The Archaeology of Time 2006 | PAM (Pretoria Art Museum)
Photography by Rupert de Beer
The Archaeology of Time
Jan van der Merwe uses images, video and found objects for his installation art. The found objects range from personal possessions and inherited items to objects that others have cast aside and rubbish that is thrown away – objects that have outlived their time. These objects have all been used by someone; have belonged to someone. He uses simple materials because simplicity and humility can express more.
All living and non-living things decay and return to dust in the end. Rust is one of the ways of returning to the original substance. Rust is something that destroys, that slowly eats away at an object, causing it to return to dust. Jan uses rust to tell and preserve stories – to preserve our history. Rust is seen as a process of life and a metaphor for our own survival – a symbol of man's struggle for survival. The rusted tin preserves and at the same time hints at fragility and vulnerability.
Layers of rusted tin are attached with bitumen (a thick, sticky, black substance obtained from tar) to everyday found objects. He ages and preserves objects, and captures them, covering them in rust, and by doing this he preserves worlds of vulnerability, transience and impermanence. Everyday, ordinary, banal objects are frozen in time. Tins that once preserved food now become representative of things that are consumed, discarded and lost, and are now preserving the vulnerable, the fate of innocent people.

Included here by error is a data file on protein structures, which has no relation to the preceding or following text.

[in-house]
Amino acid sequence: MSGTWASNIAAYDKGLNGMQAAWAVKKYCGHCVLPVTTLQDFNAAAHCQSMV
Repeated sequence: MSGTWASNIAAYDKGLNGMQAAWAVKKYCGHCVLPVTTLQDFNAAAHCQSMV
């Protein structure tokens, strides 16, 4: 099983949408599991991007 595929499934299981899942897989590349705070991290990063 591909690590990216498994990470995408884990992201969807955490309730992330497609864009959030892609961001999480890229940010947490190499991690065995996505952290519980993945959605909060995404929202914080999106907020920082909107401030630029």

Jan is an "archaeologist" who excavates the stories and memories of and references to the past that hide in the objects others throw away – objects that once had an impact on their lives. He gives existing objects archeological status by covering them with layers of rusted tin. These objects become remnants of a way of life, a civilization fallen into decay and fossilised by the passage of time and by rust. He places objects in an archeological time capsule, thereby commanding intensive study, as is the case with real archaeological finds.
His installations focus on the human situation, on victims of violence, political events and social realities. The hope is there that these things will not be repeated, but alas, his installations are about things that have happened and will probably happen again. Still, it is an artistic engagement with renewed hope and conscience. Jan cares about the pain and suffering of others.
The End (2006) is an installation art work Jan created specially for his retrospective exhibition at the Pretoria Art Museum. The gigantic installation art work (probably Jan's biggest to date) – a movie theatre – consists of 108 movie theatre chairs arranged in rows, through which the viewer can wander. The seats of the chairs – in rows – represent film frames, each freezing a moment in time. Walking along the rows and observing, the viewer undertakes a pilgrimage so to speak.
Some of Jan van der Merwe's other installations and earliest paintings are also on display. His works are represented in a number of public and private collections. He is an award-winning artist who has worked abroad on invitation on several occasions. The Pretoria Art Museum is proud to present this retrospective exhibition of this Free State-born local artist.
Website of South African Artists